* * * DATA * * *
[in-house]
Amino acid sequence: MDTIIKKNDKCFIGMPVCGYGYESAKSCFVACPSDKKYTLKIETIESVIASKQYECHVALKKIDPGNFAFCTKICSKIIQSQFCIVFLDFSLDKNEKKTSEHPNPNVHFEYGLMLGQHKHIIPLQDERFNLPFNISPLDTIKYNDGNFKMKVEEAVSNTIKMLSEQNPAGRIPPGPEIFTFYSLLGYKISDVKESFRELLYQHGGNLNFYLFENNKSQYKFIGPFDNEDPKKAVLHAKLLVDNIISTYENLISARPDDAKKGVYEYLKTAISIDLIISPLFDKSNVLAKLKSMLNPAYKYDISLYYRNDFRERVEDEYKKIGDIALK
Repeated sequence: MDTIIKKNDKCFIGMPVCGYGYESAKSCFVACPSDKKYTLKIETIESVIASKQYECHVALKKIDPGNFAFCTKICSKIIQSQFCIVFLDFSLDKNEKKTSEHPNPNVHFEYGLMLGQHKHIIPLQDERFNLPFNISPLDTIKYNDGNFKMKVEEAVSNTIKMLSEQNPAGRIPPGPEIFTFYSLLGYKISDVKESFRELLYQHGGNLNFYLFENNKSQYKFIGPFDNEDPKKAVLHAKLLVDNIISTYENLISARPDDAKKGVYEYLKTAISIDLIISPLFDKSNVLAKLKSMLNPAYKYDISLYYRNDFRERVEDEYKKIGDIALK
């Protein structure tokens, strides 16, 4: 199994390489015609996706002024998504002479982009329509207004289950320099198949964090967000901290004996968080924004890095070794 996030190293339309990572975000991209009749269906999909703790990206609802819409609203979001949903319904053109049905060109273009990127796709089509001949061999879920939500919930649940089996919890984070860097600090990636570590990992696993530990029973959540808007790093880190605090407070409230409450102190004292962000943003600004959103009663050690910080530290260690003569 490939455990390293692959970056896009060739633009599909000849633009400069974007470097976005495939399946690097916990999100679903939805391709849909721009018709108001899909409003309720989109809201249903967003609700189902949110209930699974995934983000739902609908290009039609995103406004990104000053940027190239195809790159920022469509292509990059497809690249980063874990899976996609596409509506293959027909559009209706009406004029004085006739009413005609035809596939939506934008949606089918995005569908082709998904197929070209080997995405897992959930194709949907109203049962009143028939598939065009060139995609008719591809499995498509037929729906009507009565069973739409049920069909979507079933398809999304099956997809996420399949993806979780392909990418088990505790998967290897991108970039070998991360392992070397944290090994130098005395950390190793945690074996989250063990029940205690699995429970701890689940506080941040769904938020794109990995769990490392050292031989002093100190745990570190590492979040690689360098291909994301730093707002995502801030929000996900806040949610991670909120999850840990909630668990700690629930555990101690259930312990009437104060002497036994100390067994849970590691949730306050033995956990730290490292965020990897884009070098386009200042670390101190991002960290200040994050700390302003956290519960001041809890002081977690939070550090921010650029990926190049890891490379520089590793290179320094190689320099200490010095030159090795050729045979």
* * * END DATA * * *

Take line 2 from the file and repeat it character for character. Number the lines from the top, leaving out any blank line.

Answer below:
Amino acid sequence: MDTIIKKNDKCFIGMPVCGYGYESAKSCFVACPSDKKYTLKIETIESVIASKQYECHVALKKIDPGNFAFCTKICSKIIQSQFCIVFLDFSLDKNEKKTSEHPNPNVHFEYGLMLGQHKHIIPLQDERFNLPFNISPLDTIKYNDGNFKMKVEEAVSNTIKMLSEQNPAGRIPPGPEIFTFYSLLGYKISDVKESFRELLYQHGGNLNFYLFENNKSQYKFIGPFDNEDPKKAVLHAKLLVDNIISTYENLISARPDDAKKGVYEYLKTAISIDLIISPLFDKSNVLAKLKSMLNPAYKYDISLYYRNDFRERVEDEYKKIGDIALK